Neither Price nor Patricia Lucas, UCT media manager, has any recollection of Peterson ever requesting an interview with Price.
“Quite often, in fact very often,” Lucas says, “the bulk of the information that we supplied to the Cape Times was not referred to, or was treated as if it didn’t mean anything and dismissed by Carlo and not used in their articles.”
According to Peterson: “The Cape Times gave the students a platform to get their voices heard, and to spur discussion related to the campaigns they were involved in.”
Yet, from Peterson’s coverage, with specific reference to his coverage of the RMF and FMF movements, it is evident that the narrative of students was one-sided. The views of those who did not support the removal of the Rhodes statue from the university or the call for free tertiary education were mainly excluded from Cape Times’ coverage.
Ultimately, Price and the university were portrayed in the Cape Times as anti-transformation, anti-student activism and anti-change.
Here’s an edited video clip of Survé speaking at a meeting of the UCT Association of Black Alumni (UCTABA) on 7 April 2015. (source: UCT YouTube video) :
Additionally, many observers have speculated that the relationship between Survé and RMF leadership was “too close for comfort”. If such allegations are correct, Survé may well be in contravention of the South African Press Code.
Ramabina Mahapa, then SRC president and a founding member of RMF, confirms that there “was a close relationship between the movement and the Independent Group”.
Mahapa explains: “I would say that there was an element of wanting stories that would humiliate the University, one of the movements tactics was to create as much negative publicity for the university so that they would act… it certainly might have been the case that Iqbal was issuing directives to people in the Cape Times… because there was a widely known scandal around him and UCT at the time.”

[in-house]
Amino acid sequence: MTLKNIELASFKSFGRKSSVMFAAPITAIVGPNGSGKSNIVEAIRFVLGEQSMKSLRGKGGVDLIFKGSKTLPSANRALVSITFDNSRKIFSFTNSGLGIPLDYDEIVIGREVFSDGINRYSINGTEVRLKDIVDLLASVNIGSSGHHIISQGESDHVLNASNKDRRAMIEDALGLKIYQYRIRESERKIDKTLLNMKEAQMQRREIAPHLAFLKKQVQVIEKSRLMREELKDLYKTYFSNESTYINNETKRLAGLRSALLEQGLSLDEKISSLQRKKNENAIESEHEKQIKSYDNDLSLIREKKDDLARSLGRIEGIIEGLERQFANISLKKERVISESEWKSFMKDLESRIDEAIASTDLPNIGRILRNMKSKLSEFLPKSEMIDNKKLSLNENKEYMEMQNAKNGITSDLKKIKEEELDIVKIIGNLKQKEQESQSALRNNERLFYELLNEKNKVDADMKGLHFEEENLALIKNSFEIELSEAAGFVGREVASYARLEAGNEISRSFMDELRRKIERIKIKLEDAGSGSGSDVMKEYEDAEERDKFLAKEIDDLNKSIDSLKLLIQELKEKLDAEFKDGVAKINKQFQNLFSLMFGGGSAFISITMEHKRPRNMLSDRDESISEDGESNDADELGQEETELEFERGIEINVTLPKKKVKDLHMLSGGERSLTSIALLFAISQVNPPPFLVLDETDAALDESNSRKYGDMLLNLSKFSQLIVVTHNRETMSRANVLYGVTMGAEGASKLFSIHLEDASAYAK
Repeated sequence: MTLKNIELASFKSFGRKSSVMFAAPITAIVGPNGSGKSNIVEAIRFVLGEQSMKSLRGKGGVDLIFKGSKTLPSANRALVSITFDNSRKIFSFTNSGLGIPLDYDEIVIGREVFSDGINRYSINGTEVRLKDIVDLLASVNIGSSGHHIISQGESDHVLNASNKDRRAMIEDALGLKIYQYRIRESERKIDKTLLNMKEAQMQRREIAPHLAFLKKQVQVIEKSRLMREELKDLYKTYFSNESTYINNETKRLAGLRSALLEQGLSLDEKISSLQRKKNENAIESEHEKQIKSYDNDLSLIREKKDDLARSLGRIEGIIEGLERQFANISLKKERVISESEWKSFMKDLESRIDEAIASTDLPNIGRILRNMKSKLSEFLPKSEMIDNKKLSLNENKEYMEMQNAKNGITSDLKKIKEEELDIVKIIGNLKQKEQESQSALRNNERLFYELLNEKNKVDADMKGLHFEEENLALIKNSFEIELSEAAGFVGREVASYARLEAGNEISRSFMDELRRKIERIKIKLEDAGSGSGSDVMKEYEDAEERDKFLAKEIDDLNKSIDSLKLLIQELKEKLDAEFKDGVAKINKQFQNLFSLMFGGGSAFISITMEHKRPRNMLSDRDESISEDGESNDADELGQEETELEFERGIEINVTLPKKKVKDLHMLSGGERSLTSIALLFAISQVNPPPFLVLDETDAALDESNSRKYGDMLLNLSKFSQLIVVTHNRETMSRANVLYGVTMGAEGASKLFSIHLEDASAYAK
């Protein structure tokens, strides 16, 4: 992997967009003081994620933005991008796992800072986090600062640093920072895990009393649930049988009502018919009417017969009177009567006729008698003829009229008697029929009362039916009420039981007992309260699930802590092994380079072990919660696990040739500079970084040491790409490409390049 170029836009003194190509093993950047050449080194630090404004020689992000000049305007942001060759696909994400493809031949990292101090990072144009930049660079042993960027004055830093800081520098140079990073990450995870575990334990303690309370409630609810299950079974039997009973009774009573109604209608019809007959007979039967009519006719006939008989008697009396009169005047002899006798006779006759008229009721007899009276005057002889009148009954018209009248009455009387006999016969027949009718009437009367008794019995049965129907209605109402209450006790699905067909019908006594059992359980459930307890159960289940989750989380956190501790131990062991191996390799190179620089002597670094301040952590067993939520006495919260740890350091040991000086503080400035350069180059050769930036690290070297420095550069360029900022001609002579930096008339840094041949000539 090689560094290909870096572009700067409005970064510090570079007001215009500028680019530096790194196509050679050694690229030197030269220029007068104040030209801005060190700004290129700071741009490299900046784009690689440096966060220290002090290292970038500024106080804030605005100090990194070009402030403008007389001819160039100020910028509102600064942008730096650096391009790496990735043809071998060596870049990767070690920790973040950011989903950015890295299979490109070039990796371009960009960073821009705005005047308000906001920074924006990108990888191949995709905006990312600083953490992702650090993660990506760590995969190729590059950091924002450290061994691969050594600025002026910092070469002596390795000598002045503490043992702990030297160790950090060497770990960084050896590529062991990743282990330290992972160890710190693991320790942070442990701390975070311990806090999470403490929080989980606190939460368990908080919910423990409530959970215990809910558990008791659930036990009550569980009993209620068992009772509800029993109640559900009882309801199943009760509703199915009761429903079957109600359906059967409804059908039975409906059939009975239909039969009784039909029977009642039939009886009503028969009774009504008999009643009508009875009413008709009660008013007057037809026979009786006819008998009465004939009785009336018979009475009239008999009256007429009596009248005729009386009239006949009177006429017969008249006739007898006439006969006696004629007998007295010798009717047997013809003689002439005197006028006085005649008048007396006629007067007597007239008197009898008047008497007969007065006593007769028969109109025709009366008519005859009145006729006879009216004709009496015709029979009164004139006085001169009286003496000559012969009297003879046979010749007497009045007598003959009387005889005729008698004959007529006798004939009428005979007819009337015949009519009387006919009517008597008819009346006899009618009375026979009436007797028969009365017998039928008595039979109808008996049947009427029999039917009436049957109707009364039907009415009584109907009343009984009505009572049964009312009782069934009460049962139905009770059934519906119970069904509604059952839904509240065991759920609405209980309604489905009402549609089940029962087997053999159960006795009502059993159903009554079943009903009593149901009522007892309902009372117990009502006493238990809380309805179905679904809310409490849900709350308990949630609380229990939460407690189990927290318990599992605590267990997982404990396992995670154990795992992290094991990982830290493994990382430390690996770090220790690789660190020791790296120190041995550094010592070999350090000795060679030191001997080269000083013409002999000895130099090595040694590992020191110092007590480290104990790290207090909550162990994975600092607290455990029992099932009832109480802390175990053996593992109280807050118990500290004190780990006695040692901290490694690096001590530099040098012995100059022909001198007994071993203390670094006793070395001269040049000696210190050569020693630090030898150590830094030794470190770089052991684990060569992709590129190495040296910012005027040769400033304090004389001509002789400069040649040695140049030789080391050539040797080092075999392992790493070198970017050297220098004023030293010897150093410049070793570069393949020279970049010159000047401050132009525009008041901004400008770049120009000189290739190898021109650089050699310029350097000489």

Are the claims Price makes about Survé and the Cape Times correct or defamatory and are they in the public interest? Respected South African media lawyer Emma Sadleir explains that defamation is “the unlawful and intentional infringement of someone’s reputation through the publication of content that both refers to that person and causes his or her reputation to be impaired”. In line with the constitutional right to freedom of speech, content is not considered defamation if it “is true and published for the public benefit,” she adds.
The questions remain: Has the agenda of one man, Survé, influenced the narrative Cape Times readers receive? Is the independence of INMSA in the public interest? And ultimately, how independent is Independent Media really? DM
Photo: President Zuma and Executive Chairman of Independent News and Media South Africa Dr Iqbal Survé on arrival at the CTICC for the official launch of Independent News and Media South Africa at the Cape Town International Convention Centre. South Africa. 27/02/2014. GCIS.
Ricky Stoch graduated with an honours degree in Transitional Justice from UCT in December 2016. The title of her research thesis was Framing Transformation: An Exploration into the Cape Times’ Coverage of the University of Cape Town During the Formation of Rhodes Must Fall.